Key takeaways

  • Through the growth of digital technologies both off and online – customers are now in control of their own retail experience and journey.
  • Retail reinvention will be defined by the various customer journeys required to support the individual needs of customers.
  • Customer care, personalisation and contextual-relevance need to be a key considerations for all future retail strategies.

Recently Westfield hosted its breakfast seminar series to share global insights and knowledge with its core customers, in order to help them make sense of the changing retail landscape. The session was presented by three great speakers: Jon Stine, Director, Retail and Consumer Products, Cisco (US), Martin Butler, Chairman, Martin Butler Associates (UK)  and Jon Bird, CEO, Ideaworks.

Observations and insights from the US and UK markets were largely consistent with our own local thought leadership about Consumer Adaptive Retailing, with the following key messages:

  • The customer is now in control – they can shop anywhere, anytime and for a potentially lower price through access to global markets. Retailers will only be chosen if they provide customer value and differentiation.
  • Customer care is the key differentiator. The ability to care for the customer – providing them with personalised, contextually relevant advice – is the key the ongoing value in retail.
  • Offline innovation is not only critical, but an advantage. The retail store continues to play a critical role, but has shifted to one where customers can experiment, socialise and explore. Innovation of in-store experience will continue to play a key role in retail reinvention.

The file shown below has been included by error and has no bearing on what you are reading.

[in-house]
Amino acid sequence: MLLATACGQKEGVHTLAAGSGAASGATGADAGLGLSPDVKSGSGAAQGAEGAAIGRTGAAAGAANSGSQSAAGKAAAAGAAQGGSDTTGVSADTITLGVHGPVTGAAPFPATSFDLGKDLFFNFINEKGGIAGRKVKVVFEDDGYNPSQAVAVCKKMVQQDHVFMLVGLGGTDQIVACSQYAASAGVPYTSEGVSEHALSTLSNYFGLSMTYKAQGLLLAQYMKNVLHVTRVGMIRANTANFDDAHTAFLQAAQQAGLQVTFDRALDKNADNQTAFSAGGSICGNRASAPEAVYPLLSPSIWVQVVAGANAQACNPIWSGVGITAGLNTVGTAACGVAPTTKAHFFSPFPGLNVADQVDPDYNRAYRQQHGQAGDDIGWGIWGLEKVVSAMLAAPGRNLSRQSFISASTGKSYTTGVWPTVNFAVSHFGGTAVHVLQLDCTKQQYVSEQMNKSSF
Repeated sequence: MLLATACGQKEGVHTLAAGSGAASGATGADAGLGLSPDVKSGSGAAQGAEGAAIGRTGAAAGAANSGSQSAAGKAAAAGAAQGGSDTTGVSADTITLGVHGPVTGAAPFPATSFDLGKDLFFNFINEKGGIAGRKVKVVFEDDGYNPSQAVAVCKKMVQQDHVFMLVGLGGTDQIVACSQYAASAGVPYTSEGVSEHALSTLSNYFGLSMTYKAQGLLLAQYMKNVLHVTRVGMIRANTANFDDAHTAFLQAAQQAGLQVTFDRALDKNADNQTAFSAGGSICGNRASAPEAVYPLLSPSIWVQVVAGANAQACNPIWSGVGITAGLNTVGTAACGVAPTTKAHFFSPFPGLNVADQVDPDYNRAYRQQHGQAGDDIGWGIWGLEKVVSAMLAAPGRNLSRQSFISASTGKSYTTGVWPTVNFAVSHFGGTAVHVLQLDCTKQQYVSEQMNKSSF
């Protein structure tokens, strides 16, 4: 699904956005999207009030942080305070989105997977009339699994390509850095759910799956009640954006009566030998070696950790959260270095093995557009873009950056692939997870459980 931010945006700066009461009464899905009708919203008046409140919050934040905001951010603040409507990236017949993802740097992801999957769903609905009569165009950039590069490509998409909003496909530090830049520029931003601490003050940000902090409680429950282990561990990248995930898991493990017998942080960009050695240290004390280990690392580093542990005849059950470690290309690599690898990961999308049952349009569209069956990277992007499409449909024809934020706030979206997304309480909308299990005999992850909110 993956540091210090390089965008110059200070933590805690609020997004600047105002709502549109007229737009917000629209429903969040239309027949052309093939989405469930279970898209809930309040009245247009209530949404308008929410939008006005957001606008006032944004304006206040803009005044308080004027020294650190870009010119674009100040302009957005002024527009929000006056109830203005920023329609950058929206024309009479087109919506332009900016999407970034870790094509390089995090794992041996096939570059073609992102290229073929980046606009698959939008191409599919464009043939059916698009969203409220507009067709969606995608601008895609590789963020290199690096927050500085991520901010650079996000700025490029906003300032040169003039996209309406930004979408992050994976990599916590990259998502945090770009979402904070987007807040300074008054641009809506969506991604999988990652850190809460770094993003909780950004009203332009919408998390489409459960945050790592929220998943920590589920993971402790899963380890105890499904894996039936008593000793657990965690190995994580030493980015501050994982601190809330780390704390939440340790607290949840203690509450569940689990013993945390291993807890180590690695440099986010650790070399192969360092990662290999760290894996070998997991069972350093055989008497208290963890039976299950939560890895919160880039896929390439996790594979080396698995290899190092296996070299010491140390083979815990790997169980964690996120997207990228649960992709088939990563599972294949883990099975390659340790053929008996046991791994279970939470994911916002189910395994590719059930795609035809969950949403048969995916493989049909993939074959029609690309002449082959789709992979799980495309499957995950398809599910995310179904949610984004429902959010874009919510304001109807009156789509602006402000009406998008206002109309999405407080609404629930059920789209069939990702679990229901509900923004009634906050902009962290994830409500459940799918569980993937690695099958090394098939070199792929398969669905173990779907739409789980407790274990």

• The role of in-store staff is equally important – they must deliver the customer care, knowledge and experience that defines customer value. If staff are purely there to facilitate a transaction, the customer will choose the most convenient channel – online.

The future is…

Retail reinvention is now defined by the various customer journeys required to support the individual needs of customers. Customers expect access to product research, product comparison, purchase and delivery via the channel of their choice – mobile, web or in-store – based upon their individual needs and circumstances.

The multichannel journey may vary by customer or circumstance, and retail reinvention must allow for all customer needs (e.g. purchase in-store, same-day drop off or mobile purchase, pickup in store, etc.).

As a part of this retail reinvention, retailers must adopt ‘Bring your own device‘ (BYOD) strategies for both customers and employees. This will  allow integrated multichannel experiences such as real-time in-store offers and context-aware personalised adaptive retailing.

The internet is now the front door to the retail experience – potentially opening up the channel-agnostic customer experience journey, which will determine brand value, encourage loyalty and ultimately drive commercial success.


This post was adapted from the New Digital Economy blog.

 

Contributor

John Riccio

John is a former partner at PwC Australia and the founder of Digital Pulse.

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